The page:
Let’s all just take a breath

Castles in the Sand

How would you feel lounging on your deck overlooking the shining waters of the Gulf of Mexico and reading this headline: “As seas rise, your coastal home in Florida could lose value by 15% by 2030?” In mid-January, that’s just what the Miami Herald had in their paper and it only got worse when you read the copy.

The Herald outlined two new reports that calculated how much of an impact climate change will have on Florida’s real estate. One report from the international consulting giant McKinsey Global predicted that Florida homes subject to the risk of flooding could lose 5-15% of their value in the next decade, and by 2050 that could increase to 15-35%. The second report from the Miami-Dade-focused report from Jupiter Intelligence said their researchers found that moderate flooding of about one foot will affect nearly double the number of homes by 2050.

Both reports are talking about a relatively new topic in the financial world called “climate risk” and it explains all the ways that the warming world will influence the global financial systems. Florida, particularly south Florida, appears to be the guinea pig for the rest of the country’s coastal communities.

Essentially, the major issues are insurance, mortgages and potential buyers. Anyone who lives within spitting distance of the water lives with insurance anxiety a good part of the time. These studies contend that as climate change affects rising sea levels and consequently flooding, insurance premiums will go up as will premiums for hurricane coverage and windstorm insurance. The National Flood Insurance Program, which has been the topic of a lot of speculation during the past several years, is redesigning its rates to better reflect risk next year. Currently, Florida represents 35% of all policies held by The National Flood Insurance Program.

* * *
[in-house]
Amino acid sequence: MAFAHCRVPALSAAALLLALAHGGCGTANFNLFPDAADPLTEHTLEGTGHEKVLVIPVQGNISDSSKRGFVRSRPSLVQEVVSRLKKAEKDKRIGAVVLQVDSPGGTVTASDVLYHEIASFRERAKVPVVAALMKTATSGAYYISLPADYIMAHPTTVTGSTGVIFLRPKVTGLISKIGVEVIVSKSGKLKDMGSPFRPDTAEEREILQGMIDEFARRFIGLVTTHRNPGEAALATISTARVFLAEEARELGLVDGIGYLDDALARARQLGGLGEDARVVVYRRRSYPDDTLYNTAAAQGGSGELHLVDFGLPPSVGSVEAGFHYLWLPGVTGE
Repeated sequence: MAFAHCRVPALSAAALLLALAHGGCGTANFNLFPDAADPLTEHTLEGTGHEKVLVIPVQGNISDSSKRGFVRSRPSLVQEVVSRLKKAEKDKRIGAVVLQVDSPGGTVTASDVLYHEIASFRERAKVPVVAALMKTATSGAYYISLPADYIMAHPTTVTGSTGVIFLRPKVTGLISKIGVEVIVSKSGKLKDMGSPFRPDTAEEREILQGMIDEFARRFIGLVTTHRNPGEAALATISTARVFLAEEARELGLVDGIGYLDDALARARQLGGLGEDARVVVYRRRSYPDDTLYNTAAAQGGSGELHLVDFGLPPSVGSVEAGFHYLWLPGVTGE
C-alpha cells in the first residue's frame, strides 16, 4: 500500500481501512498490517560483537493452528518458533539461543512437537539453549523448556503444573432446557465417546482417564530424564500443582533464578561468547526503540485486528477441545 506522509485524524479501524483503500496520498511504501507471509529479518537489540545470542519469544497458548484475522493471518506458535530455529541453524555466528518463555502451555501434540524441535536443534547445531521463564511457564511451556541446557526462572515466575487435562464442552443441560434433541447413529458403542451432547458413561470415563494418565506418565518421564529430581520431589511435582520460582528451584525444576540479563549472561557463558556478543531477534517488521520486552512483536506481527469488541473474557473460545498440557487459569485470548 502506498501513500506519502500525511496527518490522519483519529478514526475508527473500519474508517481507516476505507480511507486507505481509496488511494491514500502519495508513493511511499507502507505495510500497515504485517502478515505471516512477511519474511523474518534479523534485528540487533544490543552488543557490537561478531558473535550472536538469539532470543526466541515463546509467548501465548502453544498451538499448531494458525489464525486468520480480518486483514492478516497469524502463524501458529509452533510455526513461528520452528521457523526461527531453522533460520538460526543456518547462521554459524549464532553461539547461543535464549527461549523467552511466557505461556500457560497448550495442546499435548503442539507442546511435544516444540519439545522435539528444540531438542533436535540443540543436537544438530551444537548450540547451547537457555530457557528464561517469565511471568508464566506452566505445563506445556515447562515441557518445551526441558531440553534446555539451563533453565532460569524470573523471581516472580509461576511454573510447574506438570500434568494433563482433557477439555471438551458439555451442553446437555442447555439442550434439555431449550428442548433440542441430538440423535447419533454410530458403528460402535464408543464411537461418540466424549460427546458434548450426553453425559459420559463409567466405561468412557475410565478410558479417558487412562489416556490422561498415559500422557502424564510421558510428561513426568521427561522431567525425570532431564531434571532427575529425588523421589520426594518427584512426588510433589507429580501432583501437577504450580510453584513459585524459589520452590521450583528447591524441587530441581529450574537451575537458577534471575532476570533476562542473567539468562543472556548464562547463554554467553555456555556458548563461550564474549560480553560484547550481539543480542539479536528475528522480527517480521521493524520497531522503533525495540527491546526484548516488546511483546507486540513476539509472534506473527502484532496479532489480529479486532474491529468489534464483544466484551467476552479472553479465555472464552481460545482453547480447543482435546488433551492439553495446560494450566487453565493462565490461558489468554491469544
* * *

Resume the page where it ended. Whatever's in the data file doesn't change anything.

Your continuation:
Mortgages may be more expensive to get once banks realize that a home facing the prospect of going underwater isn’t a sound investment, or totally decline to issue mortgages on these properties. And finally, will these studies and subsequent reporting scare buyers away from purchasing in coastal communities? It’s not a stretch to assume that local budgets could be affected as municipalities attempt to gear up for additional expenses associated with more flooding. Speculators have even suggested a negative coming market shift in coastal properties as climate change affects real estate to be as bad as the mortgage crisis a decade ago.

What I think is that everyone needs to take a breath. Yes, there could be a change to the real estate market for coastal properties, but do we really know when and how severe that will be? Comparing it to the mortgage bubble crisis 10 years ago is really just someone’s opinion. Should buyers not buy waterfront property based on these early reports? Maybe if you have zero tolerance for risk in your life. If that’s the case, better not invest in property at all because who knows, based on a lot of recent reports, beings from other solar systems may be visiting us and who knows what their agenda is. In addition, not all coastal areas are created equal; some are more at risk than others and a little research will help buyers determine that.

So be careful what you read. It may all come true, but right now I don’t care who you are, no one really knows what property values will be in 2050. Just go to the beach and enjoy.